Designed by CSO, Cathedral’s Innovation Center de-emphasizes compartmentalized education and stimulates group learning with more open and group-oriented Science areas.
“In Cathedral’s previous traditional model, the classroom and lab areas were separate spaces within the same classroom, forcing one of the areas to go unused,” Olson said. “The new design accommodates multiple labs and classes at the same location, increasing collaboration and allowing for an increase in efficiency in new and existing spaces.”
CSO intentionally positioned a new informal study area adjacent to the addition’s main corridor to encourage unscheduled interaction and connection among students.
“Previously, there were not spaces within the school (other than the Student Life Center) which allowed for classes to break out into smaller groups or accommodated informal study sessions with direct access to instructors,” Olson said. “This informal study area now provides a space for students to break out of the adjacent classrooms to work on group projects and study after school as a group or individually.”
New learning spaces are designed with transparency and flexibility to give Cathedral faculty the capacity to adapt the building to potential changing uses for the space. Furthermore, moveable couches, chairs, and tables are scattered throughout new collaboration areas to give students the flexibility to work together in a setting that best suits them.
“Technology is changing so rapidly, and our world is changing so quickly,” said Grace Rodecap, Director of Marketing at Cathedral. “One thing we know is that our students are going to have to be strong in those soft skills. They're going to have to know how to collaborate with one another, engage in teamwork, and be creative. And with the Innovation Center, we're able to do that.”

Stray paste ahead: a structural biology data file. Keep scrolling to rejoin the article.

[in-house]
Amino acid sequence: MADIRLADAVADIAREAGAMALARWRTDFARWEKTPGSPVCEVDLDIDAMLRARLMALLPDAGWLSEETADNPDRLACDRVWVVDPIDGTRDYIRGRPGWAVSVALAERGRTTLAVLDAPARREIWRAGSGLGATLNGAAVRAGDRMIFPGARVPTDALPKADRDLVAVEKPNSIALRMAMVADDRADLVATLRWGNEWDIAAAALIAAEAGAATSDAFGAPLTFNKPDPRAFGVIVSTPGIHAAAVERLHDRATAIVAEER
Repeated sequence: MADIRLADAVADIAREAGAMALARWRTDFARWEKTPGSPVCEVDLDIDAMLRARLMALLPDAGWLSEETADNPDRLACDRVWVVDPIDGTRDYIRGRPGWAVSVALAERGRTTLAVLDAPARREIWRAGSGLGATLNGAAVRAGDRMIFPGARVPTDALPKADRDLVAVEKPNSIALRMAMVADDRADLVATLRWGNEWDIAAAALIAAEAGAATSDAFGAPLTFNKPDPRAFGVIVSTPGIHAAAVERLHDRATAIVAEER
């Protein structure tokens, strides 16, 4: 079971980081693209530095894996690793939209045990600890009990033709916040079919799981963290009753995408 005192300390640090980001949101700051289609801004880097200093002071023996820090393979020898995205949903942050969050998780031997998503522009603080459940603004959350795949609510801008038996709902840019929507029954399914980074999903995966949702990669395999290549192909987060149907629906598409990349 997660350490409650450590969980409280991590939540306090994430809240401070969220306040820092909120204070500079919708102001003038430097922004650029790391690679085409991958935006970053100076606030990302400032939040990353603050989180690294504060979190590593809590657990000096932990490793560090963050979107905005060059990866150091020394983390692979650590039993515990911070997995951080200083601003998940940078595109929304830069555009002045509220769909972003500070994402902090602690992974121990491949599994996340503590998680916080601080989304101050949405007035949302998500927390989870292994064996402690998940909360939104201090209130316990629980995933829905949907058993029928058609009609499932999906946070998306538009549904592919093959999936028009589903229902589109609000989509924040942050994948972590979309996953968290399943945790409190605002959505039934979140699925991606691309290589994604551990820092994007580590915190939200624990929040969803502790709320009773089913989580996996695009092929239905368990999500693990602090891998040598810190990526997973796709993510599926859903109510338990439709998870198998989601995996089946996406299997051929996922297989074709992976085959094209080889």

Rodecap said, “With the layout of the Innovation Center and its collaborative spaces, our students are able to do more group work, collaborate, communicate, and prepare for jobs that haven't even been created yet.”
Increasing students’ proximity and accessibility to faculty and fellow students was certainly a primary objective in CSO’s Innovation Center design. Still, designers incorporated breakout areas and small group rooms into the space to provide more isolated settings for one-on-one meetings or private conversations.
“It’s important to create areas where students can study privately while also feeling connected to the other students and the school,” Olson said.
Relocated dining and kitchen spaces on the lower level of the building provide enhanced dining options to students during traditional lunch periods and enable Cathedral to take a more flexible approach to food service.
“Due to its remote location, limited access to natural light, and intended use, the previous cafeteria was underutilized and was not a destination,” Olson said. “The new cafeteria was located purposefully in a central location, allowing connection to the academic areas, as well as natural light, with visual and physical connection to the outdoor courtyard.”
Cathedral’s Spirit Shop was also moved next to the new cafeteria and expanded to make the store more prominent and accessible to students, alumni, and visiting parents.